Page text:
It all started because DeRay Mckesson was cold. In 2014, when the school administrator–turned–activist set out to drive from his home in Minneapolis to Ferguson, Missouri, to protest the police shooting of Michael Brown, he threw on a blue vest he’d bought five years earlier on a trip to New York City. Soon, images of Mckesson in the vest were blasted around the world, cementing him—and his outerwear of choice—as the most recognizable member of the Black Lives Matter movement. These days, he never goes anywhere—whether it’s a rally, his friend Prabal Gurung’s show at New York Fashion Week, even The Late Show With Stephen Colbert—without his signature item. “I continue to wear it because it reminds me that everything we went through in the street was real,” he explains. And while designers like Brunello Cucinelli and Moncler are known for their status versions of the style, Mckesson’s is a humble Patagonia (a similar vest on its website retails for around $1oo).
The confluence of the outdoor brand and one of the most prominent activists of our time is no accident. Corporations are not people, but if they were, Patagonia might be Bernie Sanders: authentic and committed from the start, but only more recently lauded by the wider world for it. Mckesson says he was drawn to the brand because it “has always lived its commitment to the environment.” Now equally beloved by those scaling icy peaks and those scaling the social ladder of Fashion Week (thus the “Patagucci” coinage), Patagonia has been walking the walk since the ’70s. The rest of the fashion world is only now nipping at its Tevas.
Forged in the same California crucible of optimism and alfalfa-powered weirdness that created the Whole Earth Catalog and Moon Juice, Patagonia was founded by rock climber Yvon Chouinard in 1973. Chouinard and his merry band of outdoorspeople allied themselves with environmental activism early on: For example, when some Patagonia employees met a young man who was working to save a nearby riverside from development, they gave him office space to run his campaign. In 1985, Patagonia formalized its commitment to advocacy with 1% for the Planet, a program that has donated more than $110 million from the company’s sales to environmental grassroots groups. The company’s Ventura headquarters is the kind of place where you can go surfing on your lunch hour. It’s also the kind of place where you might get some side-eye if you show up to a meeting carrying a single-use coffee cup, says Lisa Williams, the brand’s chief product officer.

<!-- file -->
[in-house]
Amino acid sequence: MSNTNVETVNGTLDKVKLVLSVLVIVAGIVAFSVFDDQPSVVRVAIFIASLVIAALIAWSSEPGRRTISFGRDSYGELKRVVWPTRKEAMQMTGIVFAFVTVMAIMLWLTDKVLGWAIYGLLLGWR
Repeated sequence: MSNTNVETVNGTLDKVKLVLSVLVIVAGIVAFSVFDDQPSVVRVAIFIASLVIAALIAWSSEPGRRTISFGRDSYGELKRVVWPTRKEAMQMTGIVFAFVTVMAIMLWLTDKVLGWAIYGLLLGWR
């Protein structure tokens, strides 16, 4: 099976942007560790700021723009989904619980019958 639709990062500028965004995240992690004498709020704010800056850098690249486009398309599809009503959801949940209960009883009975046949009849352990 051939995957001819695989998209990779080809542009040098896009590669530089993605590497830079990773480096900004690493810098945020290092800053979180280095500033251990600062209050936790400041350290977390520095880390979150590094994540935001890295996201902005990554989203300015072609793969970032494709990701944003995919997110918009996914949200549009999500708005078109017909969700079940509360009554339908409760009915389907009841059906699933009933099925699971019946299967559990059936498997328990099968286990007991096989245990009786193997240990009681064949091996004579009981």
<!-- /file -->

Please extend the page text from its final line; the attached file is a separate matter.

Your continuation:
There’s a healthy debate about whether Michael Jordan ever said the words “Republicans buy sneakers, too,” but that justification of political apathy in the name of commerce has long been common for fashion brands, luxury and mass alike. Why wade into a debate when you’re looking to clothe people on both sides of the aisle? But with a global climate crisis looming, more and more fashion brands have been speaking out. M. Sanjayan, the CEO of Conservation International, points to the companies, including Tiffany & Co., Levi Strauss & Co., and Gap Inc., who took out full-page newspaper ads protesting Trump’s decision to pull out of the Paris climate accords in 2017.
Around the same time, Patagonia fired its own shot across the bow: joining a lawsuit against the Trump administration to block cuts to two Utah national monuments. Most fashion activism stops short of the courtroom, but Patagonia is leaning into this news cycle. (“Hey, How’s That Lawsuit Against the President Going?” read a company blog post last spring.) “Every time the rest of the industry starts catching up, they reinvent [themselves],” Sanjayan says. They are, Williams says, “trying to build an army of conscious consumers,” many of whom are millennials or Gen Zers, who’ve been raised to question many of the fashion industry’s norms. “We are really happy that younger generations are asking hard questions of us, questions that we do not always have every answer to. They’re helping us raise the bar.”
The company has pledged to eliminate virgin petroleum sources by 2025, and it launched ReCrafted, an upcycled line made from Patagonia pieces that were beyond repair, this past year. It’s also been doing a sideline in environmental documentaries: This year, Patagonia will premiere a feature on public lands called Public Trust. Activism doesn’t appear to have turned off its customers. If anything, it “has increased their market share,” Sanjayan says. “They’ve taken a position that has ended up being good, not just for the planet, but for their bottom line.”
Between its message and its place in the “gorpcore” aesthetic (Sandy Liang’s clout fleeces, Prada’s hiking sandals), Patagonia has even gained an unexpected fashion following, and it’s gotten requests to do collaborations with fashion brands, according to Williams. Stylist Rachael Wang, who is known for her street style, initially admired the performance aspect of the clothing. “My appreciation evolved into reverence,” she says, “once I learned about the company’s holistic approach to environmental responsibility and social justice. They are certainly not perfect, but they don’t claim to be. They don’t use imperfection as an excuse to stagnate.”
This article originally appeared in the April 2020 issue of ELLE.
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